Skip to main content
Commentary

Drug Overprescribing by Physicians: Are Marketing Practices or Prescribers to Blame?


January 31, 2019

The pharmaceutical industry has primarily targeted consumers and physicians through many media platforms. In addition, these companies target physicians by other means to enhance prescribing, including offering physicians’ various incentives including advising and consulting payments, payments as acting on speakers bureaus’ and other meals and travel costs.

Recently, a paper published in JAMA Network Open, discussed how marketing opioids to physicians has resulted in higher opioid prescription death rates. From August 2013 through the end of 2015 shows that pharmaceutical companies spent $39.7 million to marketing opioids including speaker, consulting and other fees. 1

Based upon the significant increase in deaths from opioid prescriptions over the past 5 years, there has been much attention focused on pharmaceutical companies marketing these products to physicians. However, what about the overprescribing of other drug therapy by physicians? An example is antibiotics. We are all aware of the overprescribing of antibiotics and the significant impact of this practice on drug resistance resulting in an increase in death rates. I assume overprescribing of antibiotics does not have a more immediate impact on saving lives compared to overprescribing of opioids.

A recent story quoted a physician in discussing the overprescribing of opioids. The physician stated “I don’t think this is intentional on the part of doctors. These marketing practices and the effects they exert on doctors is quite subtle. Doctors are only human, and they are subject to the effects of marketing, just like anyone else.” 2 Really??? What do you think a physician is going to say about his/her colleagues?  I’m sorry, should physicians be held to a higher standard by upholding ethics and not being swayed by marketing strategies and or financial incentives. Maybe my expectations are set too high.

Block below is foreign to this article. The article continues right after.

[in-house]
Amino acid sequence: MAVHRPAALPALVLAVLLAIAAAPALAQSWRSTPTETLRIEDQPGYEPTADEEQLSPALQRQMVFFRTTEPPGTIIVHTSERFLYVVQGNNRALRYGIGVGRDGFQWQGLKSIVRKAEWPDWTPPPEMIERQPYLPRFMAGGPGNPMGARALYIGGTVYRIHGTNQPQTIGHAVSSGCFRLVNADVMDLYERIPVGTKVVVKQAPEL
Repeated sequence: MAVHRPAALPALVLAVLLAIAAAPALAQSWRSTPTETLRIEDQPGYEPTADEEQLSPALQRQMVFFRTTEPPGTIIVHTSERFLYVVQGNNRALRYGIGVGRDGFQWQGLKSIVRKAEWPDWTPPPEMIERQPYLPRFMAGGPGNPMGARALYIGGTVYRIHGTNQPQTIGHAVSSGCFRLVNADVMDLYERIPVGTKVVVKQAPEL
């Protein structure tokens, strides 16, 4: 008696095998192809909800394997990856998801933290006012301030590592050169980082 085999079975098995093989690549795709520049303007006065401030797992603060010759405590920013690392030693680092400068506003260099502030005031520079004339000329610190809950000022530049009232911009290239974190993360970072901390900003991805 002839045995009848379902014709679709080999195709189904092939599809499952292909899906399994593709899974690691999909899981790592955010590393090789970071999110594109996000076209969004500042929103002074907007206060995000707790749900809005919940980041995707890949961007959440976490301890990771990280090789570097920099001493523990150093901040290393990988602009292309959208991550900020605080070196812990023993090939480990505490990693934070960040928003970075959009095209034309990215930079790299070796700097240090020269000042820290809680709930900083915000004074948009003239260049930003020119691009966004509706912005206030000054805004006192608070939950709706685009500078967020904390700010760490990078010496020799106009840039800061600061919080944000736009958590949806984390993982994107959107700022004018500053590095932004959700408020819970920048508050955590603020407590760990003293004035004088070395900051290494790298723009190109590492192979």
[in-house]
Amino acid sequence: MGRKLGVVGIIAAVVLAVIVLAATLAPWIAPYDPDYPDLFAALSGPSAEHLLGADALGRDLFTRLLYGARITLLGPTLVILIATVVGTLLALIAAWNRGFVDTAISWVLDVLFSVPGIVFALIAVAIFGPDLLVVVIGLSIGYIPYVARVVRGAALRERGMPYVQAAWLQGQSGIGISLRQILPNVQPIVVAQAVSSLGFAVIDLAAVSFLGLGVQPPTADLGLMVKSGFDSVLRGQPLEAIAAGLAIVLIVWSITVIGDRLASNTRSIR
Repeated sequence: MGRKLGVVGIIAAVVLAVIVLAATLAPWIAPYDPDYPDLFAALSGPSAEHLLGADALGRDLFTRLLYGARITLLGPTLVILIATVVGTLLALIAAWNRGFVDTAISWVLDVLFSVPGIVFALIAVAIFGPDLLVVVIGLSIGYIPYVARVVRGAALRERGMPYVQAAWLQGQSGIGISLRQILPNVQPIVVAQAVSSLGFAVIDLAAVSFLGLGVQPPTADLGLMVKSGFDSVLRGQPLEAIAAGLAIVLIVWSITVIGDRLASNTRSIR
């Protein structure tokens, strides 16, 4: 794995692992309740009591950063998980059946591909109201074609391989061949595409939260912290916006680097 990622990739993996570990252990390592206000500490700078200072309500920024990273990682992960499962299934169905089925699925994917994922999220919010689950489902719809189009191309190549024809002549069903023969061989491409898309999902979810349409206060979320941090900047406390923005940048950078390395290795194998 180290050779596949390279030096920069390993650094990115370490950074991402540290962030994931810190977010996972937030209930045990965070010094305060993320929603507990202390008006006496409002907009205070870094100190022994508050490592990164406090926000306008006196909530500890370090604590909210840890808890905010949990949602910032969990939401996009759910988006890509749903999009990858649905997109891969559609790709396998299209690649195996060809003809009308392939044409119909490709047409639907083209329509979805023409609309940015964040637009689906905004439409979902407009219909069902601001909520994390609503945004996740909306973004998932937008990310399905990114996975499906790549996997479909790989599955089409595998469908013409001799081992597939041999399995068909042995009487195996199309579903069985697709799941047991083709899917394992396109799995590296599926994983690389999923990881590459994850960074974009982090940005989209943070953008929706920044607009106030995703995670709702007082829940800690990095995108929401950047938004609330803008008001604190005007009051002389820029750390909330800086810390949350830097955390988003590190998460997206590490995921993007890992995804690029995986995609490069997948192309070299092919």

As Americans we are constantly bombarded by marketing in every aspects of our lives in all social and communication media platforms. However, we CHOOSE to be influenced (financially or otherwise) or simply ignore our ethical obligations to our profession. Maybe physicians should not simply say “we are subject to marketing like anyone else” and hold themselves to a higher standard as they should be.

References

  1. Hadland SE et al. Association of pharmaceutical industry marketing of opioid products with mortality from opioid-related overdoses. JAMA Netw Open. 2019;2(1):e186007. doi:10.1001/jamanetworkopen.2018.6007
  2. US News and World Report. When opioids are pushed on doctors, death rates rise. https://www.usnews.com/news/healthiest-communities/articles/2019-01-18/marketing-opioids-to-doctors-associated-with-higher-overdose-rates. Accessed January 14, 2019.

 

Michael J. Cawley, PharmD, RRT, CPFT, FCCM, is a professor of clinical pharmacy at the Philadelphia College of Pharmacy, University of the Sciences. He has more than 25 years of experience practicing in the areas of medical, surgical, trauma, and burn intensive care as both a critical care clinical pharmacist and registered respiratory therapist.


For more articles by Dr. Cawley, click here

For more Pharmacy Learning Network articles, visit the homepage

Back to Top